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Old 02-27-2007, 12:20 PM   #15
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When I mentioned to the fellow who was working very, very hard to be able to connect to free Wifi from anybody, private homes particularly, that it was, in essence, stealing, his reply was "there's no law against it." And then there's "the Coast Guard isn't going to search your boat for pirated" [software, CDs, etc.]. That doesn't make what the person does right, it just means he probably isn't going to get caught. This thread is about the moral thing to do, not about whether you're going to get caught.

I don't worry that a magazine is going to "catch" me reproducing an article for my Cruiser's Dictionary, but I request permission, and I always give credit to the original source. It's the moral thing to do. You might say that my ego is too inflated to take credit for somebody else's product, and you would probably be right.

It's easy for your computer to latch onto a Wifi signal that is strong and open over the Wifi signal that is set up specifically for the marina's, or mooring field's, customers. I've latched onto those occasionally, too. But I don't have a Vonage telephone system hooked up to my computer to talk for half an hour or so to the Caribbean or UK. That is taking all the bandwidth that the average household has. This fellow actually refused to pay for his Wifi connection, even when that option was available to him. That, my friend, is wrong no matter how you look at it.

There is a difference between a book being shared, or a CD being given to, or sold on to, somebody else, and that same book or CD copied and passed on, so now two people are using two copies of a product that has benefitted the publisher and author only once. The creator's pocketbook is directly affected by these acts of "piracy". Suppose you earned your living by driving long-distance freight hauling truck, paid by the cubic foot of goods you carried. If half the trailer's volume was taken up by goods that had been stuffed in there by non-paying people who felt "you're going there anyway, may as well take my stuff, too - and I'm too poor to pay for it to be shipped, so what's your problem?" Your income is impacted by this. You can throw the stuff off your truck easily, compared to the less obvious pirating of intellectual products.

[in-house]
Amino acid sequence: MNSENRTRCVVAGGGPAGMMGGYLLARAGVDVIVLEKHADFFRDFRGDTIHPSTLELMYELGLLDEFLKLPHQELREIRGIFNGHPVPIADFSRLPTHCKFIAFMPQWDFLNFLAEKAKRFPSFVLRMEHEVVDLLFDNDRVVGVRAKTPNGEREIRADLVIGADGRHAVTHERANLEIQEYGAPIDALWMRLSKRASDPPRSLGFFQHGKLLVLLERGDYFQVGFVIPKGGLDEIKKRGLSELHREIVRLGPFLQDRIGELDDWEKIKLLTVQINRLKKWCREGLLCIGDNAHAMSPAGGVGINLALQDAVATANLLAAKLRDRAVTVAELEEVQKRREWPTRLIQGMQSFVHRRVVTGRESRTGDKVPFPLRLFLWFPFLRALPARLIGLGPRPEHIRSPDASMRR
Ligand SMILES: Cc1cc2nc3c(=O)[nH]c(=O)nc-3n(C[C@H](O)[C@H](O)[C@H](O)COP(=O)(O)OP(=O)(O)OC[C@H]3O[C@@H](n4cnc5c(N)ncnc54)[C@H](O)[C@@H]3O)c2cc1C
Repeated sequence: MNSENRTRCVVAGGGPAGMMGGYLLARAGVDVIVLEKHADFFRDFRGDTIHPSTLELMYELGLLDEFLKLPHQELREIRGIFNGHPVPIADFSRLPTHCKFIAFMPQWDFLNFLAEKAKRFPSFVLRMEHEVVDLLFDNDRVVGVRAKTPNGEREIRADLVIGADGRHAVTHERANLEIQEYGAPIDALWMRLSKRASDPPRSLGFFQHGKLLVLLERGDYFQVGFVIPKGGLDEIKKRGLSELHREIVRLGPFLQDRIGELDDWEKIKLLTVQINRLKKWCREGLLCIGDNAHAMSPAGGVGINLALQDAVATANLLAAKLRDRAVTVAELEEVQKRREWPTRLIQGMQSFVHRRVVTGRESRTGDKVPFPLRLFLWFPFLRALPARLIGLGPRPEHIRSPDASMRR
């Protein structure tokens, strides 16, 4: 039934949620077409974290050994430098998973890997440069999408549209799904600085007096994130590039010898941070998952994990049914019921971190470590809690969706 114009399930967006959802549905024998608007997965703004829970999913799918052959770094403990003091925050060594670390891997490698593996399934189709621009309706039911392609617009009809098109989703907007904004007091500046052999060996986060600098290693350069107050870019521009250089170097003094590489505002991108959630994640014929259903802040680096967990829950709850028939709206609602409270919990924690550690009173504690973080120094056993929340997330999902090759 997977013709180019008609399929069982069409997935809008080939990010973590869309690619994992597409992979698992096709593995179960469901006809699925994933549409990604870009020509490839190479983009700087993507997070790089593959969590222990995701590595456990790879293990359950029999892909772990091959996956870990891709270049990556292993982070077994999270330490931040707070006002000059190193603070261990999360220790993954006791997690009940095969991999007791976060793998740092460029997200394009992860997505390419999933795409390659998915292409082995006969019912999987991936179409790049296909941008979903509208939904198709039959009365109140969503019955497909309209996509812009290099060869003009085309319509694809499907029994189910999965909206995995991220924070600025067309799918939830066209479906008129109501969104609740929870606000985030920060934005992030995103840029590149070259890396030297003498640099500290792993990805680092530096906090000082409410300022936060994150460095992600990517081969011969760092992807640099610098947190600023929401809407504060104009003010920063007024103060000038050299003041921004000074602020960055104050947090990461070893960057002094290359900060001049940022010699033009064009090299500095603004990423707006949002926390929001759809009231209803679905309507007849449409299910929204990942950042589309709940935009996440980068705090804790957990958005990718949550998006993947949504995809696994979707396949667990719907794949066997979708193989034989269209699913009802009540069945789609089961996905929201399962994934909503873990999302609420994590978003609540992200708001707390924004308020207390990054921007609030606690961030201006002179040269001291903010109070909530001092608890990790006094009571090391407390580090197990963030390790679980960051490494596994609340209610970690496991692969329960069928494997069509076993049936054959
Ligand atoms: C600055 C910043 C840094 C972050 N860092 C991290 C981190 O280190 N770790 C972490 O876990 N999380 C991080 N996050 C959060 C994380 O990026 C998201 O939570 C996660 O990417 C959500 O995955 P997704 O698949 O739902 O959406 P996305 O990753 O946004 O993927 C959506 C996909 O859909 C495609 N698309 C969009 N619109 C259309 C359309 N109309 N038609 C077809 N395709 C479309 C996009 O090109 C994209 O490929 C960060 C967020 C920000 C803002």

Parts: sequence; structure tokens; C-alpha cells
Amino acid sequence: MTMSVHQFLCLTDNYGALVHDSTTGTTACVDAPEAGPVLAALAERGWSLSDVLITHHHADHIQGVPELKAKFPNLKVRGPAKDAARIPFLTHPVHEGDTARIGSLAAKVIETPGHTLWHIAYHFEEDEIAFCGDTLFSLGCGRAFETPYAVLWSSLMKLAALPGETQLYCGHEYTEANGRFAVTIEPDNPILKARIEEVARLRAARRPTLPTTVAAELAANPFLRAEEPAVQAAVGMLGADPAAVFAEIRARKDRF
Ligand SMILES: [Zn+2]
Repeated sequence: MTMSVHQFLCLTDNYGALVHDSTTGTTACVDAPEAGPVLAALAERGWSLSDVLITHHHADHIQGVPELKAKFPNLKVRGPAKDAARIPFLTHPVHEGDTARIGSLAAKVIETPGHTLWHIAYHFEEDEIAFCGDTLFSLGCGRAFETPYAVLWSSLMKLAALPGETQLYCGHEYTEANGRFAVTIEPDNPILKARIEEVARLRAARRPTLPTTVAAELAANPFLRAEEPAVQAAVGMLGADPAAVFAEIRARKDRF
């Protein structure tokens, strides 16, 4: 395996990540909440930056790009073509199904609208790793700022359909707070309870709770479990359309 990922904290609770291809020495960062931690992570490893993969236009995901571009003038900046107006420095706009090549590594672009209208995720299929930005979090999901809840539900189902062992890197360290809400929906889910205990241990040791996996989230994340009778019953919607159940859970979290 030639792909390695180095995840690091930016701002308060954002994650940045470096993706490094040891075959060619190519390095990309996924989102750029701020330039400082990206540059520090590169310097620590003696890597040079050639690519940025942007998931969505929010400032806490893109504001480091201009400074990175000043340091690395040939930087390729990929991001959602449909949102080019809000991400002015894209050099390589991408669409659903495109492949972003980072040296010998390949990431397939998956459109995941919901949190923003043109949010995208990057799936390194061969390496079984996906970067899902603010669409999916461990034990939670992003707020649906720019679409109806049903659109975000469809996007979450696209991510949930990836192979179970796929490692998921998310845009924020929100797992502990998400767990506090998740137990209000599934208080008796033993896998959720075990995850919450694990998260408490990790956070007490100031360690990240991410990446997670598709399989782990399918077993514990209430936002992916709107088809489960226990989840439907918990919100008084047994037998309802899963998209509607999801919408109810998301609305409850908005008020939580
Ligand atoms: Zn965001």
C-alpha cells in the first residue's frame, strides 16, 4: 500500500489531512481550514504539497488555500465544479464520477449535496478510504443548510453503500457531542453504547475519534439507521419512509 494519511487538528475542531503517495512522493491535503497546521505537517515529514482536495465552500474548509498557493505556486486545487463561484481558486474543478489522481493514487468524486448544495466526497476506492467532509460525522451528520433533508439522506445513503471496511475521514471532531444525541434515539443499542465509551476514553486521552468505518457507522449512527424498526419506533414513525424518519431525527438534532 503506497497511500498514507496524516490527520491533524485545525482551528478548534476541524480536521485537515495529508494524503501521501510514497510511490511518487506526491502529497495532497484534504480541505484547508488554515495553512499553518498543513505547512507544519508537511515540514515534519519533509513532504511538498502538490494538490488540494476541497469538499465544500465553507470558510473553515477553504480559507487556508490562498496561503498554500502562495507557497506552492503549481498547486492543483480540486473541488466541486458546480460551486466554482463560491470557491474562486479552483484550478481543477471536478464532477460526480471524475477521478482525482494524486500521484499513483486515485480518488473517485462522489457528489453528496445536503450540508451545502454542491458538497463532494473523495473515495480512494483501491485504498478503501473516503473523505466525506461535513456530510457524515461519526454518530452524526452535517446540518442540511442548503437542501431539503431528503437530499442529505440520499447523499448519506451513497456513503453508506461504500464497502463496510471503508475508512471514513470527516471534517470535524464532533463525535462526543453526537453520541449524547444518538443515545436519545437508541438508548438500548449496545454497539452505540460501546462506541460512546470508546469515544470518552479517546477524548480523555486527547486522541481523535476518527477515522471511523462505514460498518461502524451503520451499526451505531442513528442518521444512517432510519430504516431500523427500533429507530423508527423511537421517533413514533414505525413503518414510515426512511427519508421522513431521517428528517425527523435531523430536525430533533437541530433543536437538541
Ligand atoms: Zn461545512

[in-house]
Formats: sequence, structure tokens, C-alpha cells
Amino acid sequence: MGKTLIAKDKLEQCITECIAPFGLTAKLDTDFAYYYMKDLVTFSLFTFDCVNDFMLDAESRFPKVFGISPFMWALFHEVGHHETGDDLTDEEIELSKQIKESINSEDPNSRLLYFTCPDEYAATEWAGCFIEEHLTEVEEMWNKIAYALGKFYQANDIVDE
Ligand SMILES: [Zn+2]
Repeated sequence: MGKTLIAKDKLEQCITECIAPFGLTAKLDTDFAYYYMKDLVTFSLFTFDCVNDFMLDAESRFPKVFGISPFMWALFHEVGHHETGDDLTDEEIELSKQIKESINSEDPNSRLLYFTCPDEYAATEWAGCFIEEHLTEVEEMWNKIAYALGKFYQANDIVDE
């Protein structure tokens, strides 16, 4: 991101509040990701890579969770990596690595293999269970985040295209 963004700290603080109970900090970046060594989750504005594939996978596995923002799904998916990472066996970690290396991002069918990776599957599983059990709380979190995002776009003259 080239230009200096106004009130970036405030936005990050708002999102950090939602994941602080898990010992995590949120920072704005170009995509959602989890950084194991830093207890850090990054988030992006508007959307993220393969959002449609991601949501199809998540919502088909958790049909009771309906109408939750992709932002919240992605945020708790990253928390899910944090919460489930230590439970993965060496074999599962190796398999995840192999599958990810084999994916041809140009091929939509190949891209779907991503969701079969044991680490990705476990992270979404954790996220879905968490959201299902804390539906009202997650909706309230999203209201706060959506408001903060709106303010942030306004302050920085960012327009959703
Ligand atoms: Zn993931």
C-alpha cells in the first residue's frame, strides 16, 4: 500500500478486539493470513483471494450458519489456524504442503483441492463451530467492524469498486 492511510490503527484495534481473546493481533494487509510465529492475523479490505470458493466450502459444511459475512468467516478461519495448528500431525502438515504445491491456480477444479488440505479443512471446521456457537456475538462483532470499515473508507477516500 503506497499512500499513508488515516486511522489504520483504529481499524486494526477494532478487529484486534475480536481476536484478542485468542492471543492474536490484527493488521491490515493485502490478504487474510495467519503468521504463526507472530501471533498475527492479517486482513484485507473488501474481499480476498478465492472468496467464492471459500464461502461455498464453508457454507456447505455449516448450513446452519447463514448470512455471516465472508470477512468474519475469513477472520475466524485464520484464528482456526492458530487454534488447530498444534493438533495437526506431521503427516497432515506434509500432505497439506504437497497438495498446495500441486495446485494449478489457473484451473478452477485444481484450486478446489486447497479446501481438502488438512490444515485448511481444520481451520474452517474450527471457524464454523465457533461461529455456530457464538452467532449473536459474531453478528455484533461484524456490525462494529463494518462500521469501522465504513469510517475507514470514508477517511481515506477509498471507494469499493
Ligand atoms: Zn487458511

In one of the ports we found ourselves, probably in Malaysia, one of the boats in the anchorage wanted to buy the navigation and charting software, The Cap'n. It is very expensive, so he went around to the various boats in the anchorage with a proposal. He would buy the software and make copies of it for anybody willing to ante up an equal share of the cost of the original program. I believe that four other boats agreed to this. How can anybody consider this fair or equitable to the company who put this program and chart package together? It is illegal. It is also immoral.